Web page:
Friday, July 19, 2013

Rust dye chiffon scarf 鏽染絲巾

Accidentally I found the easier way of iron mordant.  This is not my discovery.  Experts may already known and used it. 
 很偶然我的鐵鏽媒染有新發現, 可能專家們覺得我小兒科, 這鐵鏽媒染對我而言是簡單、快捷及不會太濃黑。且看做法.......
This is the way I make the iron mordant by wrapping the chiffon around a rusty pipe, clamp it with rusty clips.  Pour vinegar diluted water over the bundle.  Let it soaked, set aside in open area for some hours.  For me 8-hour is fine to get fabric rusted.  I've made two pieces.
This is one of it.  Indeed rust prints are almost good enough.  
My thought was to wrap with euc leaves to get bright orange color over brown rust marks.  I bundled and boiled in clear water with some vinegar .  After opening some brown rust marks got dark after boiling.
Rose leaves and euc silver dollars leaves are dark with some tie marks.

Though not as expected to have orange prints, I noted the brown rust "penetrated" fabric so most part got iron mordant to dark color in the boiling pot.
The chiffon scarf with both ends some rust marks while the middle part has soft grey. 

This one is longer
This one is wider with some bold euc leaves prints and a little purple.

I like the shades of dark and the tie marks.

I used to wrap with rusty objects and boil for some hours but it's too dark or fabric "rotten" by the iron objects.  After this experiment I'll do my way to get fabric iron mordant so it would not be too dark.
Before I do not like much dark scarf but this gradation of colors even with a little purple in the middle.  Loving it ........Thanks for Sandy D who taught me the way to do rust marks while we're in Spain.

14 comments:

  1. Very nice....As always ;-)

    Hope that you are having a beautiful day.

    Thanks so much,
    Dawn

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  2. Very lovely, and thanks for the inspiration

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  3. thank you for sharing Terriea!! I have made a bucket with wery rusty water, want to see if that works too in a way... wil be my next experiment

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  4. What a beautiful outcome, Terrie!
    I for one, really appreciate that you've shared the "how-to" instructions - I've had similar problems with over-rusting and too much dark so I look forward to experimenting with this gentler approach.

    All the best from the Pacific Northwest,
    Christi

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  5. Terriea, Love your scarf. We did some similar things last summer with Pam DeGroot at the Midwest Felting Symposium in Wisconsin. Pam mentioned in the eco printing class, that the orange rust color will turn black as the iron oxidizes. And she said the black color was more staple on silk and wool than the orange rust color was. This means that it wouldn't deteriorate the cloth as much over time. We would eco print the silk with iron objects wrapped in with it. Then after the bundle was opened, we would dip the whole thing for a few seconds in our "magic iron water" to develop the iron areas and turn them black. The cloth would also take on a greenish tinge in the white areas. For the "magic iron potion", put a rusty nail or other rusty object into vinegar in a covered jar. Let it sit for several days until it makes a bubbly liquid. Use a dilution from this in another container of water to dip the piece into. The dilution was of the "magic iron potion" in water about 5 or 6 parts water to 1 of the magic iron potion.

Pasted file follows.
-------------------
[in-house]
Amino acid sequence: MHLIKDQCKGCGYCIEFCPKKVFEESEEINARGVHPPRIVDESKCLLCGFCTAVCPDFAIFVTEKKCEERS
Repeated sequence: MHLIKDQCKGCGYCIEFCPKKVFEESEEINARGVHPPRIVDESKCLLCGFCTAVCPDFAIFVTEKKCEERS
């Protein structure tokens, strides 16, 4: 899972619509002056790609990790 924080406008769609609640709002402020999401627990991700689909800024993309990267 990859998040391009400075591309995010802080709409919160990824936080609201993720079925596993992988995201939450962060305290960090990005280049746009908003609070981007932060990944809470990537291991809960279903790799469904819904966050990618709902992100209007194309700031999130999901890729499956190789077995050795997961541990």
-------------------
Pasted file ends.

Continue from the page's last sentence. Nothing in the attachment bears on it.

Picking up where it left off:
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    Replies
    1. Sorry Terrie, the above post is from Pat Spark.

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    2. Pat, thank you so much for the more detailed and informative process. A great help for my further experiments. You're wonderful!

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    3. a small correction [from the originator of the term "magic potion" in regard to the iron and vinegar mix :) ]
      what's happening when the red rust changes to black isn't oxidisation, actually the reverse as an oxygen molecule jumps ship in the acid environment [this is why you see bubbles in Vinegar when the rusty things are sitting in it busily turning black...oxygen bonding with carbon and emerging as CO2, i think?]

      anyway red rust [hydrated ferric oxide] will indeed eat away cloth [and paper] sooner or later, whereas the "reduced" black version, ferrous oxide, is relatively stable and can be employed to great advantage in ecoprinting.

      there's some advice floating around the internet about dyeing paper with vinegar and rust...i'd be cautious about this if you want the work to have archival integrity. there's a good reason why we choose acid-free papers for work intended to have a long life.

      i guess i've waffled enough, all of the above presented with the best of good intentions.

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    4. Thank you India for your valuable info. I've your two books in hand. Should digest and refer again. They're treasures.

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  6. The results are always a little surprising, aren't they!

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  7. Hi Terriea, I did the same to my bed linens and my scarves. I wrapped mine with rusty wires and tin cans. It is magical.

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  8. I can't believe a rusty pipe can produce such beautiful results! The scarf is so pretty!

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  9. This is wonderful reading, thank you so much ladies, I'm newbie at this and having a lot of fun with silk scarves.

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